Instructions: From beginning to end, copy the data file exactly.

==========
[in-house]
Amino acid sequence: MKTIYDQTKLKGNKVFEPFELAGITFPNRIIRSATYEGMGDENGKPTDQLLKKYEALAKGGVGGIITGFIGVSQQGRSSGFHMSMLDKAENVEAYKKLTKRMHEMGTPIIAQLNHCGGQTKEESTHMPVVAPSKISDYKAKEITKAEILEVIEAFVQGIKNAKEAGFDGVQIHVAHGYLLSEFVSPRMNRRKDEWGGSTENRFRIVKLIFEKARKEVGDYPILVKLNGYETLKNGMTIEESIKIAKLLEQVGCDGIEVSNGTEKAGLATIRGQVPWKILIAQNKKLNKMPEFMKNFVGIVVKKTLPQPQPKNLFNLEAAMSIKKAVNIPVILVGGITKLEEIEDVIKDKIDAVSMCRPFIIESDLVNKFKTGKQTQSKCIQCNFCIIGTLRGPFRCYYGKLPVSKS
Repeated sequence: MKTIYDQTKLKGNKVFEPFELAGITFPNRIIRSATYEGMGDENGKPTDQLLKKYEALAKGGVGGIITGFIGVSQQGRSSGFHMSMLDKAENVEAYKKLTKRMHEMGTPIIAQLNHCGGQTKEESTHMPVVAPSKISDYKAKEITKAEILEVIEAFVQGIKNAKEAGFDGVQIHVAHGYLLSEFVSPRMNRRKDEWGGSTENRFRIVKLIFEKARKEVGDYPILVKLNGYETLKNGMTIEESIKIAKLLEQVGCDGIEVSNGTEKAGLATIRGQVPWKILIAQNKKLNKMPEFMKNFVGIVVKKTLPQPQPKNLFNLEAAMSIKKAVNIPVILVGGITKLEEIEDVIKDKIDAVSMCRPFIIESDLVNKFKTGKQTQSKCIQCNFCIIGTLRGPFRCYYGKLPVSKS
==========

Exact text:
[in-house]
Amino acid sequence: MKTIYDQTKLKGNKVFEPFELAGITFPNRIIRSATYEGMGDENGKPTDQLLKKYEALAKGGVGGIITGFIGVSQQGRSSGFHMSMLDKAENVEAYKKLTKRMHEMGTPIIAQLNHCGGQTKEESTHMPVVAPSKISDYKAKEITKAEILEVIEAFVQGIKNAKEAGFDGVQIHVAHGYLLSEFVSPRMNRRKDEWGGSTENRFRIVKLIFEKARKEVGDYPILVKLNGYETLKNGMTIEESIKIAKLLEQVGCDGIEVSNGTEKAGLATIRGQVPWKILIAQNKKLNKMPEFMKNFVGIVVKKTLPQPQPKNLFNLEAAMSIKKAVNIPVILVGGITKLEEIEDVIKDKIDAVSMCRPFIIESDLVNKFKTGKQTQSKCIQCNFCIIGTLRGPFRCYYGKLPVSKS
Repeated sequence: MKTIYDQTKLKGNKVFEPFELAGITFPNRIIRSATYEGMGDENGKPTDQLLKKYEALAKGGVGGIITGFIGVSQQGRSSGFHMSMLDKAENVEAYKKLTKRMHEMGTPIIAQLNHCGGQTKEESTHMPVVAPSKISDYKAKEITKAEILEVIEAFVQGIKNAKEAGFDGVQIHVAHGYLLSEFVSPRMNRRKDEWGGSTENRFRIVKLIFEKARKEVGDYPILVKLNGYETLKNGMTIEESIKIAKLLEQVGCDGIEVSNGTEKAGLATIRGQVPWKILIAQNKKLNKMPEFMKNFVGIVVKKTLPQPQPKNLFNLEAAMSIKKAVNIPVILVGGITKLEEIEDVIKDKIDAVSMCRPFIIESDLVNKFKTGKQTQSKCIQCNFCIIGTLRGPFRCYYGKLPVSKS